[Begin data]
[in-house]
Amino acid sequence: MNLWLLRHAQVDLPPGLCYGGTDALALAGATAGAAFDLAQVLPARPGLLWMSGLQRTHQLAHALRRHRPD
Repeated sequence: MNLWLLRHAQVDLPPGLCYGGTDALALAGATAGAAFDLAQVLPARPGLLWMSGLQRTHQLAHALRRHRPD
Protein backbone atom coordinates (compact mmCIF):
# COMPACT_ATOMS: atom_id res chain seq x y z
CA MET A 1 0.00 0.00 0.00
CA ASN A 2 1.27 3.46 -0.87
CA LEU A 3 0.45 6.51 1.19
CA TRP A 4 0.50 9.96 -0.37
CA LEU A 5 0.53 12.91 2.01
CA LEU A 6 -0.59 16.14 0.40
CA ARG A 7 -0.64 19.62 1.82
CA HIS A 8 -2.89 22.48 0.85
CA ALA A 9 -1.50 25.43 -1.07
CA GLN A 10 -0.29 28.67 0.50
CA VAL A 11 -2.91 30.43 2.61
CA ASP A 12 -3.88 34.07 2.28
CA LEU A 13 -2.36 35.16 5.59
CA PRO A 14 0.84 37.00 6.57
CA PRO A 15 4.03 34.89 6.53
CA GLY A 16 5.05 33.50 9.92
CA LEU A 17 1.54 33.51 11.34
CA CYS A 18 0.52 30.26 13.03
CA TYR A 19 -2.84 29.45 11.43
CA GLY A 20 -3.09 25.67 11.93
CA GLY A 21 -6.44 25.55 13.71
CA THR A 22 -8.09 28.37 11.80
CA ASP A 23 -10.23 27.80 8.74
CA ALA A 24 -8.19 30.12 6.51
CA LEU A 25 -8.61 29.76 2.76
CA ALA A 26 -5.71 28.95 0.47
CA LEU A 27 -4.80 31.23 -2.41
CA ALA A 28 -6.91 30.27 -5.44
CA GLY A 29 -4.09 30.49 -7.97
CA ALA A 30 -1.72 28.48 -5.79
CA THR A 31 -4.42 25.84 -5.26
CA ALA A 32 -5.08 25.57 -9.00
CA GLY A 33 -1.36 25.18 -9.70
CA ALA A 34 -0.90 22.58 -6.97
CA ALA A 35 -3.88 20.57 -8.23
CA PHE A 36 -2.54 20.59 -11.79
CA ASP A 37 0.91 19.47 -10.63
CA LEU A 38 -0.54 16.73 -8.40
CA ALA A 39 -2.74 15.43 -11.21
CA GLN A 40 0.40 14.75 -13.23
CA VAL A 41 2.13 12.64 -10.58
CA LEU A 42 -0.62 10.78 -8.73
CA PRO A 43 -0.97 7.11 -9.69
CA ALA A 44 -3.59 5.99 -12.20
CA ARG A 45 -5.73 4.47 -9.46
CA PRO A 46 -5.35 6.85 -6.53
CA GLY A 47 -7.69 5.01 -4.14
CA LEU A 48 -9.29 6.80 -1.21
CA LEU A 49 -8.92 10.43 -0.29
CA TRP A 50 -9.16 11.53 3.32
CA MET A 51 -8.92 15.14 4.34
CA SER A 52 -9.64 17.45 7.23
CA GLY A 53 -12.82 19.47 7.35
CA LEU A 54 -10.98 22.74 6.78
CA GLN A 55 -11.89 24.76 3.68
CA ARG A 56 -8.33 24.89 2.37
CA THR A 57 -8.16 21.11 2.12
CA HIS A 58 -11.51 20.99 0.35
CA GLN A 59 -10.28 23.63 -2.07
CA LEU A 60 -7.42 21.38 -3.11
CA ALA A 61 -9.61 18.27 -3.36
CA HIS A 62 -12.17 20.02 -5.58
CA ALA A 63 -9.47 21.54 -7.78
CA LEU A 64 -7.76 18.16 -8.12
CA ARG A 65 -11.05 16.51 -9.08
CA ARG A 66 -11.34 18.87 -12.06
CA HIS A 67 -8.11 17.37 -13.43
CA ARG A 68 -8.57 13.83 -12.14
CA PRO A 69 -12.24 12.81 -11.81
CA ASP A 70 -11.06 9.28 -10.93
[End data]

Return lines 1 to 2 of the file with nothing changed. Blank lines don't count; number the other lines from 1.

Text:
[in-house]
Amino acid sequence: MNLWLLRHAQVDLPPGLCYGGTDALALAGATAGAAFDLAQVLPARPGLLWMSGLQRTHQLAHALRRHRPD